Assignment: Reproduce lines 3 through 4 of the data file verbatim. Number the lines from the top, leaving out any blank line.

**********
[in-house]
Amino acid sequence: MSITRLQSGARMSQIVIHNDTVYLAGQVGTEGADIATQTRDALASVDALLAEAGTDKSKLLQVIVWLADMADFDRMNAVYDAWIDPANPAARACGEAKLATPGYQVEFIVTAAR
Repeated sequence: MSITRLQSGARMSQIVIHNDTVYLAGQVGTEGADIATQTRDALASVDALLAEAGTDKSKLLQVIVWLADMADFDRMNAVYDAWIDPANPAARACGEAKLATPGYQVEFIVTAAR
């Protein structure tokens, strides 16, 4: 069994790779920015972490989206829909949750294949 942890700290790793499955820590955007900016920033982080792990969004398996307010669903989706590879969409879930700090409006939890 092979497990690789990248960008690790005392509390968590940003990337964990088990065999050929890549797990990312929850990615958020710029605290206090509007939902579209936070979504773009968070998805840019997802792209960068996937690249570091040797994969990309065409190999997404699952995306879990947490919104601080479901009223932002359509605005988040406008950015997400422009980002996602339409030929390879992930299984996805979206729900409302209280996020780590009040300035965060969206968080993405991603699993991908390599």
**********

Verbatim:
Repeated sequence: MSITRLQSGARMSQIVIHNDTVYLAGQVGTEGADIATQTRDALASVDALLAEAGTDKSKLLQVIVWLADMADFDRMNAVYDAWIDPANPAARACGEAKLATPGYQVEFIVTAAR
């Protein structure tokens, strides 16, 4: 069994790779920015972490989206829909949750294949 942890700290790793499955820590955007900016920033982080792990969004398996307010669903989706590879969409879930700090409006939890 092979497990690789990248960008690790005392509390968590940003990337964990088990065999050929890549797990990312929850990615958020710029605290206090509007939902579209936070979504773009968070998805840019997802792209960068996937690249570091040797994969990309065409190999997404699952995306879990947490919104601080479901009223932002359509605005988040406008950015997400422009980002996602339409030929390879992930299984996805979206729900409302209280996020780590009040300035965060969206968080993405991603699993991908390599």